• In Los Angeles, a man associated with the far-right “Boogaloo” movement was sentenced to two years in prison this week. Isaac Loftus, 27, was arrested near a south Los Angeles high school in November 2022, carrying a ghost gun, multiple knives and zip ties, according to prosecutors. Loftus pleaded guilty to gun charges.

  • In Massachusetts, a man was sentenced to life in prison for a racist road rage murder in 2021. Dean Kapsalis was convicted by a jury last year of running his truck into Henry Tapia after shouting a racial slur.

  • In Colorado, the defendant in the mass shooting that left five dead at an LGBTQ+ nightclub in 2022 was charged with 50 additional hate crimes by the DOJ this week. The shooter, who is already serving a life sentence on state charges for the attack, plans to plead guilty to the new charges, the Associated Press reported.

  • And in New York, prosecutors announced late last week they will seek the death penalty against Payton Gendron, the man who killed 10 people at a Tops supermarket in a racist shooting in 2022.

Roger Stone reportedly under investigation in threat case

Roger Stone, the one-time political advisor to Trump-turned-far-right internet personality, is under investigation by U.S. Capitol Police according to media outlet reports this week, tied to a recording of an apparent threat against members of congress.

  • The investigation stems from an audio recording released last week by news website Mediaite that purports to feature Stone discussing two Democratic Congressmen — Reps. Jerry Nadler from New York and Eric Swalwell from California — with former NYPD police officer Sal Greco.

  • According to Mediaite, Stone says in the recording, which was allegedly made before the 2020 election: “It’s time to do it … Let’s go find Swalwell. It’s time to do it. Then we’ll see how brave the rest of them are. It’s time to do it. It’s either Swalwell or Nadler has to die before the election. They need to get the message. Let’s go find Swalwell and get this over with.”

  • Stone has denied that the recording is of him, claiming it is a “deep fake” that has been altered using artificial intelligence.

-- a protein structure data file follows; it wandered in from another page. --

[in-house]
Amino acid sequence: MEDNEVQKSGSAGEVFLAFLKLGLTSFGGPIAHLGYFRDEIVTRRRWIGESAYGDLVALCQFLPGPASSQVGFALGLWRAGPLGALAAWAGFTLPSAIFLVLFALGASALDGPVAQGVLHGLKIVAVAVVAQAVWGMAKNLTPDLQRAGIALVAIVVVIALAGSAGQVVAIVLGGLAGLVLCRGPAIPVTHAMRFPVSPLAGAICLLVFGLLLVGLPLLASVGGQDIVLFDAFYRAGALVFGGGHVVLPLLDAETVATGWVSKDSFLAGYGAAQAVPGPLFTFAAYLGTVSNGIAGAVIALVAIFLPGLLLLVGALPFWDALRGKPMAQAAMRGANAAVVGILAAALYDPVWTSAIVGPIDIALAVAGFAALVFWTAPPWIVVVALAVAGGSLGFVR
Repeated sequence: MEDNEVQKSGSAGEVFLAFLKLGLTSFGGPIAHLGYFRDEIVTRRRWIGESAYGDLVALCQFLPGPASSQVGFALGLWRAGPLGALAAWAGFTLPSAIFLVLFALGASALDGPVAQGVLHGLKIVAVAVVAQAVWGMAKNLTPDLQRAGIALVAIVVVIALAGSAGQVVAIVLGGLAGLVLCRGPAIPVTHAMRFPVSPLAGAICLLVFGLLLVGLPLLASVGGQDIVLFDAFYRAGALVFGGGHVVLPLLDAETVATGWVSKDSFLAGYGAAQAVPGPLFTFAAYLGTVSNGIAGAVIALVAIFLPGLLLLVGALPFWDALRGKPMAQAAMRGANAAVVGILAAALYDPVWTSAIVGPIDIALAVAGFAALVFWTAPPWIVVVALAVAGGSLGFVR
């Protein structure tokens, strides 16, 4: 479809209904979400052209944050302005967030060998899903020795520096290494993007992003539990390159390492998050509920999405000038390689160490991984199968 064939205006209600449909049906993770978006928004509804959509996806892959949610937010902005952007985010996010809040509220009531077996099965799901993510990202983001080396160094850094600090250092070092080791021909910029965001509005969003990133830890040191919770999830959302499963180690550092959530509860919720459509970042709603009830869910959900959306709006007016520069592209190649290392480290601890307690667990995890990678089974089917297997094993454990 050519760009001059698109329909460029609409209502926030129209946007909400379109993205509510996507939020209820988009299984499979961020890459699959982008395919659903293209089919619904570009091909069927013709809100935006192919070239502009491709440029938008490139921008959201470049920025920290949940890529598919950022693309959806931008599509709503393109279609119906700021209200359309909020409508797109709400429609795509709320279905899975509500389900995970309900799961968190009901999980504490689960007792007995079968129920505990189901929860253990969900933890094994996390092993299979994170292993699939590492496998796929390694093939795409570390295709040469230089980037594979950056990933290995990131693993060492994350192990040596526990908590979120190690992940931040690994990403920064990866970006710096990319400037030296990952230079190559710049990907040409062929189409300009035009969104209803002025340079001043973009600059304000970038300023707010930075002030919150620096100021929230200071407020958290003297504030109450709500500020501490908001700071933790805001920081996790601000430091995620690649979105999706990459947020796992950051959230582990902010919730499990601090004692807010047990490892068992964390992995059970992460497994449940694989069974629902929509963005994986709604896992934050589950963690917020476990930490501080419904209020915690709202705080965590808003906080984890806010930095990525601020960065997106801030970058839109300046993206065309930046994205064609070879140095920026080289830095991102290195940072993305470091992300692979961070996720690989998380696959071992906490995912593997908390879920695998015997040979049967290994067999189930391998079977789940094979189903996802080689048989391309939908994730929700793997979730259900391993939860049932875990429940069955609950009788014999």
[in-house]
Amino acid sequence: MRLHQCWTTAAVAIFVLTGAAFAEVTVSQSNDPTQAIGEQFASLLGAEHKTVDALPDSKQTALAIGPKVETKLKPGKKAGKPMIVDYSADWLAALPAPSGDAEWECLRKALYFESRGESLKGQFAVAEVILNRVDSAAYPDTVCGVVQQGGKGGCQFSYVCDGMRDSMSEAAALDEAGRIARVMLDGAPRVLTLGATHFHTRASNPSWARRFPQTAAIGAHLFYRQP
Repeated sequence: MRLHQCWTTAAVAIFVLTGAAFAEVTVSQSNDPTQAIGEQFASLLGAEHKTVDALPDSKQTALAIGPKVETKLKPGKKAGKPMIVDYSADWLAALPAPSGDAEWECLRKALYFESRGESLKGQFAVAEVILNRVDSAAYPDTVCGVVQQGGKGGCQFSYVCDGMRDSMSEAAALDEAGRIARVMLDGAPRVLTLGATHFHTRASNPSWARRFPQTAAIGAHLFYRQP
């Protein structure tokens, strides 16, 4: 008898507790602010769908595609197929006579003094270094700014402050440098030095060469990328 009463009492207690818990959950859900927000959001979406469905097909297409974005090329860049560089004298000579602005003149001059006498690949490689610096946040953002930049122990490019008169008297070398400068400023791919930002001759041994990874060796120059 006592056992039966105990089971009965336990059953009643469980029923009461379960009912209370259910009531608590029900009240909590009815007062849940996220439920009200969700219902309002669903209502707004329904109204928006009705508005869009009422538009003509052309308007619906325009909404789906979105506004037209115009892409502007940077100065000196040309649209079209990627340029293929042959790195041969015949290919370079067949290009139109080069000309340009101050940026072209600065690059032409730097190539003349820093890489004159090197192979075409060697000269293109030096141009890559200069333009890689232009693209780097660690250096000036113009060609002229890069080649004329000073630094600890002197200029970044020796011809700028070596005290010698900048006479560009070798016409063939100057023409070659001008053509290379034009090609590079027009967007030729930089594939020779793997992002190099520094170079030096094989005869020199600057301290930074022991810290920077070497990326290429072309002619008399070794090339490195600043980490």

• Stone was previously pardoned by Trump after he was found guilty of obstructing a Congressional investigation into the former president.

Statistic of the week: 12

That’s how many incidents of violence committed by the far left across the United States were included in a study released this week by researchers at the New Lines Institute.

The study, written by former top Department of Homeland Security analyst Daryl Johnson and extremism expert Alejandro Beutel, highlights what the researchers say is a growing risk of violence from the far left, especially in the run-up to the 2024 presidential election.

Though far-right actors remain the primary threat to the U.S., the study says, ”far-left extremist violence, including lethal attack capabilities, cannot be overlooked or overestimated.”

“There is increased risk of social turmoil and political violence by violent far-left extremists for at least the next 12 months,” it states,

The 12 incidents, from 2016 to 2022, were selected as “illustrative” of the ecosystem of violence coming from the far left, the study states. The list was not meant to be exhaustive. During that time, far-right violent extremists killed dozens of people in mass shootings and other attacks.

This article originally appeared on USA TODAY: Record prosecutions in threat cases; a Roger Stone investigation?